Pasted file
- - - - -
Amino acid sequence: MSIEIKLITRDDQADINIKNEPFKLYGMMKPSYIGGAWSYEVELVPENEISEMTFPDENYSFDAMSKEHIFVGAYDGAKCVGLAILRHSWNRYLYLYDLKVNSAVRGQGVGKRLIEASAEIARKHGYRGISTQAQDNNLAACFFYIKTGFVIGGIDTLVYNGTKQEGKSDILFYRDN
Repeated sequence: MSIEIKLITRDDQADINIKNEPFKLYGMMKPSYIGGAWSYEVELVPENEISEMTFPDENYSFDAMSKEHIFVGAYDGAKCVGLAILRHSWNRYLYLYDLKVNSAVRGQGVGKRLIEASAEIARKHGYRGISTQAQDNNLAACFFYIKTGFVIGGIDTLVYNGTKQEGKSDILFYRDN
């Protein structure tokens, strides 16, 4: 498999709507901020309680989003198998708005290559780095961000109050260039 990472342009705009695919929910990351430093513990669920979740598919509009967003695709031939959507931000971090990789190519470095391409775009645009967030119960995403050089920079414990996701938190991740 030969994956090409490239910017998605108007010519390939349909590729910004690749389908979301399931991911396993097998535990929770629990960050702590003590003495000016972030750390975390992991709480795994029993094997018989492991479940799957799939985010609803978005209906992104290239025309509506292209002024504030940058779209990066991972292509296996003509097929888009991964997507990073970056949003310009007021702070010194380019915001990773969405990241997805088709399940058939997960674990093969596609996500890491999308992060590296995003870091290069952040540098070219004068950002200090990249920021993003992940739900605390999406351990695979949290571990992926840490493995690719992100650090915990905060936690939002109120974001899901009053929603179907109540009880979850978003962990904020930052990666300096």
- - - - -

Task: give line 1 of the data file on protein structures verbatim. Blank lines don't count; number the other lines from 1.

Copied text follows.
Amino acid sequence: MSIEIKLITRDDQADINIKNEPFKLYGMMKPSYIGGAWSYEVELVPENEISEMTFPDENYSFDAMSKEHIFVGAYDGAKCVGLAILRHSWNRYLYLYDLKVNSAVRGQGVGKRLIEASAEIARKHGYRGISTQAQDNNLAACFFYIKTGFVIGGIDTLVYNGTKQEGKSDILFYRDN